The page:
Thursday, 21 May 2015

Last Letter of a Linslade Soldier

Friday 21st May 1915: Private Mark Page, the youngest son of George and Rebecca Page of Rose Cottage,  52 Springfield Road, Linslade, was killed in action on 9th May fighting with the 1/4th Seaforth Highlanders. Two of his brothers are also serving in the armed forces and a third is on his way from Canada to England to enlist. Three other brothers in Canada are training as volunteers for home defence.[1]  He had returned to the Front after recovering from an earlier wound. Shortly before his death 18 year old Private Page wrote to a friend with a cheerful description of life at the Front:
“We expect to go up into the firing line again on Sunday. The idea people in England have of us is one of constant trial and struggles, but believe me, I love being out here. It is not nearly so bad as people imagine. No doubt it was bad in the rough, cold weather, but we are having lovely summer weather now. You hear people saying we don’t get enough to eat, but they are wrong, I have always had enough up to now, and it is only very dissatisfied men who would want more. I often hear chaps grumbling and saying, they will write home for parcels, but it is a waste of money to the senders. A parcel cannot last a chap more than two or three days, and then they start grumbling again. Some of them expect the Army to supply just the sort of things we should get at home, custards, jellies, tins of fruit, and eggs and things like that. They would get on a lot better if they had made up their minds from the first to be satisfied with everything. That’s what I did and I have no cause to complain yet. We are not altogether without music out here as I have a mouth organ and a tin whistle and two of us played these every day in the trenches. … I have never been unwell a single day since I enlisted. I think the open air life is doing me a world of good. I never felt better in my life than a do now.”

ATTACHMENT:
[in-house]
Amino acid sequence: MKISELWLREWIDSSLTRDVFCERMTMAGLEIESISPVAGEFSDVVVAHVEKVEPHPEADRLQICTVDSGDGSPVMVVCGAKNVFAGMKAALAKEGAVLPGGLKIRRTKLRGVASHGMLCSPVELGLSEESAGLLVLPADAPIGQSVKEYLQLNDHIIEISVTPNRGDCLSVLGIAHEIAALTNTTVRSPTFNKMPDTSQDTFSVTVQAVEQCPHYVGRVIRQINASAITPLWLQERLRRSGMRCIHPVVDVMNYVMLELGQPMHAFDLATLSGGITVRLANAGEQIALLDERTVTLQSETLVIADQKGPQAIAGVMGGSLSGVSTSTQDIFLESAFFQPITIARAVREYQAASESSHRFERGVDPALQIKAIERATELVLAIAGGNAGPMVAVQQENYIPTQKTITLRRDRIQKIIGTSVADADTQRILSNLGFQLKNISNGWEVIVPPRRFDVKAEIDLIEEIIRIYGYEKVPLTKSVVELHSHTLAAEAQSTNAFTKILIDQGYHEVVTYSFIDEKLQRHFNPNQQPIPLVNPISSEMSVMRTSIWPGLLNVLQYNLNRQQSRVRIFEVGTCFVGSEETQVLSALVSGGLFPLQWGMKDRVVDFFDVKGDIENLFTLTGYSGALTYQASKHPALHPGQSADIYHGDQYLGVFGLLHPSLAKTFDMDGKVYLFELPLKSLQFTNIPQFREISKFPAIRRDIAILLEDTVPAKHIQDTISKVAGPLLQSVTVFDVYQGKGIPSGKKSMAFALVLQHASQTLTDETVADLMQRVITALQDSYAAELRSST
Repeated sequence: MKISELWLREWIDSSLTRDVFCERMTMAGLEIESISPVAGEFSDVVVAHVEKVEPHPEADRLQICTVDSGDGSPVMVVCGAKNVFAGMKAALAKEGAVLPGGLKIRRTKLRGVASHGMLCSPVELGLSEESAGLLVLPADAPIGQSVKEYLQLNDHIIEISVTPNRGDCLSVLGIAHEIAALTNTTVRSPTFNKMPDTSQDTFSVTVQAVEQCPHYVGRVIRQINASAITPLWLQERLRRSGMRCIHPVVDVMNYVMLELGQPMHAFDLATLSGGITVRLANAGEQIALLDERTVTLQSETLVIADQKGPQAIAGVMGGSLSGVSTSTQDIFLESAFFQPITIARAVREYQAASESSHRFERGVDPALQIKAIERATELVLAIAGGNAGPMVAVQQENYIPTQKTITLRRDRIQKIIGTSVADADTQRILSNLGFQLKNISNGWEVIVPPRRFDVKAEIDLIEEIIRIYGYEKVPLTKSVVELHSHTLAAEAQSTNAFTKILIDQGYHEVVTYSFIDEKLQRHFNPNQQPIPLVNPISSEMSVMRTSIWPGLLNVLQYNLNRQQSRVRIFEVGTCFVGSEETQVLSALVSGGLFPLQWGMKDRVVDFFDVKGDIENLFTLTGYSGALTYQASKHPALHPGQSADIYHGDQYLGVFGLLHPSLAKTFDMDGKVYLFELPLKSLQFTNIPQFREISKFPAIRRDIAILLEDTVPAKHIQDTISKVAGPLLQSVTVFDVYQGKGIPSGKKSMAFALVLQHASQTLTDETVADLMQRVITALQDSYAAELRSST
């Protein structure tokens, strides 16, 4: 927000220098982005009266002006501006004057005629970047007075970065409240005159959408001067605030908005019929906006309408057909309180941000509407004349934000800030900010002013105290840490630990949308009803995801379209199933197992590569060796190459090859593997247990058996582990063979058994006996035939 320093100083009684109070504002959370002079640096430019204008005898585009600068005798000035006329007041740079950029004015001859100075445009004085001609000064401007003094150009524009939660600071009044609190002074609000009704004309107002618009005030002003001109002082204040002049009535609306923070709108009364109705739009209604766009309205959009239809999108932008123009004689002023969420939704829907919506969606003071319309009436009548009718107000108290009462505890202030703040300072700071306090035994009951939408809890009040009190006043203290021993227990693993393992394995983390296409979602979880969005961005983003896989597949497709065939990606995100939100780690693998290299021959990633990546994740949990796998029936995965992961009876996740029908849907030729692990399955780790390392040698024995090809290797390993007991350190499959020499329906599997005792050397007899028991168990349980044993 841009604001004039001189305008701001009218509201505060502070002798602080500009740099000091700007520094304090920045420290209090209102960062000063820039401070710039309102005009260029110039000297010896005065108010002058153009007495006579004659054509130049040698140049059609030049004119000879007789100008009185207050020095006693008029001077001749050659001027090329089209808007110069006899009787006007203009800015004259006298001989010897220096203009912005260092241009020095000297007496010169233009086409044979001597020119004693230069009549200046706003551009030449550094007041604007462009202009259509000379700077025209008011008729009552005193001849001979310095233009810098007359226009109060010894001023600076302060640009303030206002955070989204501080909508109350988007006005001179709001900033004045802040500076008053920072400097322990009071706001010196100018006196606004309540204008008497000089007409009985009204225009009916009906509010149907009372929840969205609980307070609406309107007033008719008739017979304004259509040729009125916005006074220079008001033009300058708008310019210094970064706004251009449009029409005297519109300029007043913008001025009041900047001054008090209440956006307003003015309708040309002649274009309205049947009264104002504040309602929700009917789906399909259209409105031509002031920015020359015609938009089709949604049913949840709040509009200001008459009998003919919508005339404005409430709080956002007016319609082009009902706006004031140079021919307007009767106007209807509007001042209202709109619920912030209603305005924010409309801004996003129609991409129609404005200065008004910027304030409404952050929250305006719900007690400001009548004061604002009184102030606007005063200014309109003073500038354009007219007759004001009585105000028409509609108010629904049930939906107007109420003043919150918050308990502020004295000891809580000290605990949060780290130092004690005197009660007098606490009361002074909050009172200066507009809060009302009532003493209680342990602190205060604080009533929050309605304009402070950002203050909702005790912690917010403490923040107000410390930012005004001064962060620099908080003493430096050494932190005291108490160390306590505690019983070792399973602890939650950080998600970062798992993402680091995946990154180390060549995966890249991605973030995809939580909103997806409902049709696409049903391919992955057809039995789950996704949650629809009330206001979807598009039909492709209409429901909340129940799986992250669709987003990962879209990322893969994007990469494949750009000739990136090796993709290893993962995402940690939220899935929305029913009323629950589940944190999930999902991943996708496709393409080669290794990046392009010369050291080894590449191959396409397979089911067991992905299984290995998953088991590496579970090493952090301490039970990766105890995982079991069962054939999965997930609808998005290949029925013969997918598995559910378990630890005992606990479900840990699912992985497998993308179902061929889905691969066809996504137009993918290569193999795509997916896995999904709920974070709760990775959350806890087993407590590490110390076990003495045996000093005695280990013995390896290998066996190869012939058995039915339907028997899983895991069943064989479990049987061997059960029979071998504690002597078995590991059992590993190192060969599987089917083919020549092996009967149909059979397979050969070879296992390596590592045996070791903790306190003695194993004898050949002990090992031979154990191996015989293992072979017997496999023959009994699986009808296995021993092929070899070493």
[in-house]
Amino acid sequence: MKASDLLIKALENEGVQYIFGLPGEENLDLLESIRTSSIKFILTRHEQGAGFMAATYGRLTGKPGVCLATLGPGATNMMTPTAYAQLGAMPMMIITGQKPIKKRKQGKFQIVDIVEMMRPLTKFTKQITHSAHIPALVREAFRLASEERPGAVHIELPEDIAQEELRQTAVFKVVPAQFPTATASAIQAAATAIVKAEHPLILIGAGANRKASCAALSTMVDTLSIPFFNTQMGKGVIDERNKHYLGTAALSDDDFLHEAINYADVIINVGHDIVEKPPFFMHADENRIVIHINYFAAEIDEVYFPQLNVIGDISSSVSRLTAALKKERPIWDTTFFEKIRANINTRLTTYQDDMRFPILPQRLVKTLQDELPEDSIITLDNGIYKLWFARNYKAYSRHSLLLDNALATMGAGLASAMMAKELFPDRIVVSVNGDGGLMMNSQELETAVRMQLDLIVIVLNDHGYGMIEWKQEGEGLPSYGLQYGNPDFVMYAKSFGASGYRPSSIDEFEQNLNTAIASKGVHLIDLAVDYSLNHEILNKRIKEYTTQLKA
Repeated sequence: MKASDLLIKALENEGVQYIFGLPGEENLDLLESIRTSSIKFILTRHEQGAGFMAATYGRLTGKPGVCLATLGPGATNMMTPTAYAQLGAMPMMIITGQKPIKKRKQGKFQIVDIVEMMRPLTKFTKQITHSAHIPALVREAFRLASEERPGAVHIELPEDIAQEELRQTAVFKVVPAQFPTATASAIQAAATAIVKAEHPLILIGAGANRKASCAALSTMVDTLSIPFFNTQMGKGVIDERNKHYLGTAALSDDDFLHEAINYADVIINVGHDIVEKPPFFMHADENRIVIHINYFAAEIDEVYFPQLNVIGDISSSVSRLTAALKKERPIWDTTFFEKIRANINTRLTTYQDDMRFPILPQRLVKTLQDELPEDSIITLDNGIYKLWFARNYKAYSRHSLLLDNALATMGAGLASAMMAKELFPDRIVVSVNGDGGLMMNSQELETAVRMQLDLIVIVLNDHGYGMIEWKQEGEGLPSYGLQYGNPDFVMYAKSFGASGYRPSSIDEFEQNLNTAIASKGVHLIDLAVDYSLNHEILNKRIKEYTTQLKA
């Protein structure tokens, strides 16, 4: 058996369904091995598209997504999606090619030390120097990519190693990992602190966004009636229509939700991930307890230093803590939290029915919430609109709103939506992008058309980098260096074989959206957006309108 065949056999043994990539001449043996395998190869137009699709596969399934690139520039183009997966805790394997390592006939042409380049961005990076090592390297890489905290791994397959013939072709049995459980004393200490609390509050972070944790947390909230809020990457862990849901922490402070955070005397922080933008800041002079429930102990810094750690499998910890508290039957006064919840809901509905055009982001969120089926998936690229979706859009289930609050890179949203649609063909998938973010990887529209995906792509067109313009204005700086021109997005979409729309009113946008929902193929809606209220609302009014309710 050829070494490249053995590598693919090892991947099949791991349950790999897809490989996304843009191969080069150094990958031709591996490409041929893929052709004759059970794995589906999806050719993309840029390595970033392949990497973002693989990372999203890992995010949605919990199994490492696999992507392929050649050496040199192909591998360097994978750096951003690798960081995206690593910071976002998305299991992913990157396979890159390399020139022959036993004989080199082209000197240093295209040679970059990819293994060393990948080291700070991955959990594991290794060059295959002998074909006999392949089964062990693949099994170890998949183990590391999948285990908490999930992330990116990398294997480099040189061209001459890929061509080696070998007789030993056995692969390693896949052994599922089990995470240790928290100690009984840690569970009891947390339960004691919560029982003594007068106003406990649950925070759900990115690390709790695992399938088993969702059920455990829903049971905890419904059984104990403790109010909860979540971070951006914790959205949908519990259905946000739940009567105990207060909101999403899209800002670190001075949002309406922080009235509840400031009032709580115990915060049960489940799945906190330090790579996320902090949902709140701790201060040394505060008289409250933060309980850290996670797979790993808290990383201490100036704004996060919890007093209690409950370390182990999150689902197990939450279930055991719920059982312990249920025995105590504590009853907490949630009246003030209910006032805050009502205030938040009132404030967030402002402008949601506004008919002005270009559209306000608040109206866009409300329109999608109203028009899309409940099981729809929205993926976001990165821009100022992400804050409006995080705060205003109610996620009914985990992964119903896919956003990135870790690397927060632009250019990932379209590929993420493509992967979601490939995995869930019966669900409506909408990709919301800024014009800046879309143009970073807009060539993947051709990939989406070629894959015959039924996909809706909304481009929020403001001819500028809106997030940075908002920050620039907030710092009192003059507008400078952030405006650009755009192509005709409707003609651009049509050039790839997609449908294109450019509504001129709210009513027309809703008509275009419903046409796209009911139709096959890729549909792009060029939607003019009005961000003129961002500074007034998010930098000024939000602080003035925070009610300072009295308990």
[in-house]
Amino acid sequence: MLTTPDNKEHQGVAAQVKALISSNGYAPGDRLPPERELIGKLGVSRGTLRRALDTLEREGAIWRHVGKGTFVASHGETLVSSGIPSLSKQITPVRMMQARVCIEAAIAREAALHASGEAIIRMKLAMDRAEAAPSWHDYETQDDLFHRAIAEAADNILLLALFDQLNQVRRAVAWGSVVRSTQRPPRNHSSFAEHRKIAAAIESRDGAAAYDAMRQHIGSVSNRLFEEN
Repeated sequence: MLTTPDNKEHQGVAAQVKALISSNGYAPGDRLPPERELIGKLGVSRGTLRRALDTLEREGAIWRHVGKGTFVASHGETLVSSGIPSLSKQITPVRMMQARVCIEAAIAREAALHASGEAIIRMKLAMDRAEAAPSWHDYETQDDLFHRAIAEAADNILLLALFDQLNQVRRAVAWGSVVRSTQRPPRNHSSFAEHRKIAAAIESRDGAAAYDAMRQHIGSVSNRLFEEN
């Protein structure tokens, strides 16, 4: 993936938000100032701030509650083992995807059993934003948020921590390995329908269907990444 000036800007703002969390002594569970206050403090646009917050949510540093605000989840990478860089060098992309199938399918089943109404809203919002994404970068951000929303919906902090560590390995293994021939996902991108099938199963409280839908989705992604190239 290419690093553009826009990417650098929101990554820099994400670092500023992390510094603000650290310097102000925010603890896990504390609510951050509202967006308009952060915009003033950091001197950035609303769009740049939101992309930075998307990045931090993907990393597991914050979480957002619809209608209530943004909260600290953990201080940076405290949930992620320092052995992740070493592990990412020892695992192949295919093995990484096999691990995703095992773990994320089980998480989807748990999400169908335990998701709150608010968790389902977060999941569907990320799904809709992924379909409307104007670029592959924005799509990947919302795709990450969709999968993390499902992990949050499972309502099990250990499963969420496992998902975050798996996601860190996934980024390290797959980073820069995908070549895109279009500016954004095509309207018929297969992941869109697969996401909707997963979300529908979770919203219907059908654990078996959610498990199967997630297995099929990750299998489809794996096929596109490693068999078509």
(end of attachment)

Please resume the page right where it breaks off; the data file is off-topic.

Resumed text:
Source: Leighton Buzzard Observer and Linslade Gazette, 15th June 1915

[1] By the end of the war six of the brothers had served in the Armed Forces [Source: Commonwealth War Graves Commission]

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